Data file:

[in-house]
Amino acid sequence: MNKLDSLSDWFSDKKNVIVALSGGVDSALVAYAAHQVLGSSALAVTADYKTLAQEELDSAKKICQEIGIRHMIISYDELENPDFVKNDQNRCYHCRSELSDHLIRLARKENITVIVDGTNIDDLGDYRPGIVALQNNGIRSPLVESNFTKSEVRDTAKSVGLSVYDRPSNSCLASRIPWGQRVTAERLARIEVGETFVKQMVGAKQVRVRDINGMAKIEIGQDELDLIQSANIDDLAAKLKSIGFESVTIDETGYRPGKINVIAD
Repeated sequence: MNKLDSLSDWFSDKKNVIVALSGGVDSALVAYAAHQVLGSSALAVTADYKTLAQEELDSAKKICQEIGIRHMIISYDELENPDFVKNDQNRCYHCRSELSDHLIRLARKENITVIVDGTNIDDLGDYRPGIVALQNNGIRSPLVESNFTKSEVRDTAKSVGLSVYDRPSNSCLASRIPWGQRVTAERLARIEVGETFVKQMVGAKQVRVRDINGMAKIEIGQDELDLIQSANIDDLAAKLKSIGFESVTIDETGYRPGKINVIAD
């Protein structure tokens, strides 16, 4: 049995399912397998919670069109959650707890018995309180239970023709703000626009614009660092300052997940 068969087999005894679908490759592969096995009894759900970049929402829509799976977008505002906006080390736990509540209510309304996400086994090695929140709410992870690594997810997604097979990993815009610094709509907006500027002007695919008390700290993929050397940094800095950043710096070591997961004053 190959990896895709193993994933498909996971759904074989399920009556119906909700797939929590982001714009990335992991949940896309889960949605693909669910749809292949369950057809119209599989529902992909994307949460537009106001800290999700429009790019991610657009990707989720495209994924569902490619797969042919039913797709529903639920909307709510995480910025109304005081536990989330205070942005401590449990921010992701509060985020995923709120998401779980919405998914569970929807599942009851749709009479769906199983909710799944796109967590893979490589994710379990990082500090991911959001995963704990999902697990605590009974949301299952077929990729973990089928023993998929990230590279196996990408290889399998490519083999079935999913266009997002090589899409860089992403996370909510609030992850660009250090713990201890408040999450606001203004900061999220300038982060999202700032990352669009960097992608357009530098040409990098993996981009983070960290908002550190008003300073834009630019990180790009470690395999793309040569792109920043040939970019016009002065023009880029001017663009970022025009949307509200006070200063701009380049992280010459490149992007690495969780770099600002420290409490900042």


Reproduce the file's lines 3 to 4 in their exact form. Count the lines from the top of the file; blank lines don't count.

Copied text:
Repeated sequence: MNKLDSLSDWFSDKKNVIVALSGGVDSALVAYAAHQVLGSSALAVTADYKTLAQEELDSAKKICQEIGIRHMIISYDELENPDFVKNDQNRCYHCRSELSDHLIRLARKENITVIVDGTNIDDLGDYRPGIVALQNNGIRSPLVESNFTKSEVRDTAKSVGLSVYDRPSNSCLASRIPWGQRVTAERLARIEVGETFVKQMVGAKQVRVRDINGMAKIEIGQDELDLIQSANIDDLAAKLKSIGFESVTIDETGYRPGKINVIAD
């Protein structure tokens, strides 16, 4: 049995399912397998919670069109959650707890018995309180239970023709703000626009614009660092300052997940 068969087999005894679908490759592969096995009894759900970049929402829509799976977008505002906006080390736990509540209510309304996400086994090695929140709410992870690594997810997604097979990993815009610094709509907006500027002007695919008390700290993929050397940094800095950043710096070591997961004053 190959990896895709193993994933498909996971759904074989399920009556119906909700797939929590982001714009990335992991949940896309889960949605693909669910749809292949369950057809119209599989529902992909994307949460537009106001800290999700429009790019991610657009990707989720495209994924569902490619797969042919039913797709529903639920909307709510995480910025109304005081536990989330205070942005401590449990921010992701509060985020995923709120998401779980919405998914569970929807599942009851749709009479769906199983909710799944796109967590893979490589994710379990990082500090991911959001995963704990999902697990605590009974949301299952077929990729973990089928023993998929990230590279196996990408290889399998490519083999079935999913266009997002090589899409860089992403996370909510609030992850660009250090713990201890408040999450606001203004900061999220300038982060999202700032990352669009960097992608357009530098040409990098993996981009983070960290908002550190008003300073834009630019990180790009470690395999793309040569792109920043040939970019016009002065023009880029001017663009970022025009949307509200006070200063701009380049992280010459490149992007690495969780770099600002420290409490900042």